Posted by: Loren Coleman on February 14th, 2008
The Science Show has published a transcript of their recently broadcast program on “Tasmanian Tigers.”
The program description details what is covered:
“Catherine Medlock describes the Tasmanian Museum’s collection of young Thylacine, or Tasmanian Tigers. The museum has five of the nine specimens in existence. They were extinct on the mainland 5,000 years ago and were only found in Tasmania until more recent times despite reports that they are sighted from time to time. Nevertheless, there is no evidence they
persist. The last Thylacine died in the Tasmanian zoo in 1936.”
As their interview concludes, Catherine Medlock, Curator of Vertebrate Zoology Tasmanian Museum and Art Gallery Macquarie, St Hobart, Tasmania, and her interviewer had this exchange:
Robyn Williams: When was the last time you had some sort of report that they are there still in the wild? It must be ages.
Catherine Medlock: Oh, the museum isn’t actually the place to collect those reports however we do hear of them every now and again and there’s certainly people out there searching for them and these people will never give up.
Robyn Williams: A triumph of hope over experience.
Catherine Medlock: A triumph of hope over experience yes, but the fact is there really has not been any solid evidence since the last one died in the Zoo in 1936. I would certainly like to think they are still there and given the recent introduction of the fox to Tasmania and knowing how difficult it is knowing that foxes are there to actually capture an animal, carnivores are very good at hiding so I’m doubtful, but you never know.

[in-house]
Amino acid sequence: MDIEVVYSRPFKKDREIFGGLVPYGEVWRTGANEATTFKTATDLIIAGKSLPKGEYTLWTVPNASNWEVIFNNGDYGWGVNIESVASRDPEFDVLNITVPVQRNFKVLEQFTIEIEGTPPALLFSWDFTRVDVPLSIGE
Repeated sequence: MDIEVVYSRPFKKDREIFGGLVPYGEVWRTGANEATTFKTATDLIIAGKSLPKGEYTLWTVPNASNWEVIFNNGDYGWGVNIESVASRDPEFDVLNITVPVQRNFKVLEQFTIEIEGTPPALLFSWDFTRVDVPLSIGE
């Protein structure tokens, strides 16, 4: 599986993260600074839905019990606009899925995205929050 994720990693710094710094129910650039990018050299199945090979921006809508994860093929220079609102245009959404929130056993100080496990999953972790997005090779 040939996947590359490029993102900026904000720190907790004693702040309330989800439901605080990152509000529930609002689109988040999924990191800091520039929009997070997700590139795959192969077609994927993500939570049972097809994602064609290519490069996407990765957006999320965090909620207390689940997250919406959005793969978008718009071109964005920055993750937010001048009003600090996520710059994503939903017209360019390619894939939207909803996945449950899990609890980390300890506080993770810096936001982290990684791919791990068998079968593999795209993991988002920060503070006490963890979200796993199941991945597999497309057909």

Robyn Williams: Catherine Medlock and if you do have a living Tasmanian Tiger take it straight to her at the Tasmanian Museum and Art Gallery, smack in the centre of Hobart, I’m sure she’ll be terribly pleased.
Loren Coleman is one of the world’s leading cryptozoologists, some say “the” leading. Certainly, he is acknowledged as the current living American researcher and writer who has most popularized cryptozoology in the late 20th and early 21st centuries. Starting his fieldwork and investigations in 1960, after traveling and trekking extensively in pursuit of cryptozoological mysteries, Coleman began writing to share his experiences in 1969. An honorary member of Ivan T. Sanderson’s Society for the Investigation of the Unexplained in the 1970s, Coleman has been bestowed with similar honorary memberships of the North Idaho College Cryptozoology Club in 1983, and in subsequent years, that of the British Columbia Scientific Cryptozoology Club, CryptoSafari International, and other international organizations. He was also a Life Member and Benefactor of the International Society of Cryptozoology (now-defunct). Loren Coleman’s daily blog, as a member of the Cryptomundo Team, served as an ongoing avenue of communication for the ever-growing body of cryptozoo news from 2005 through 2013.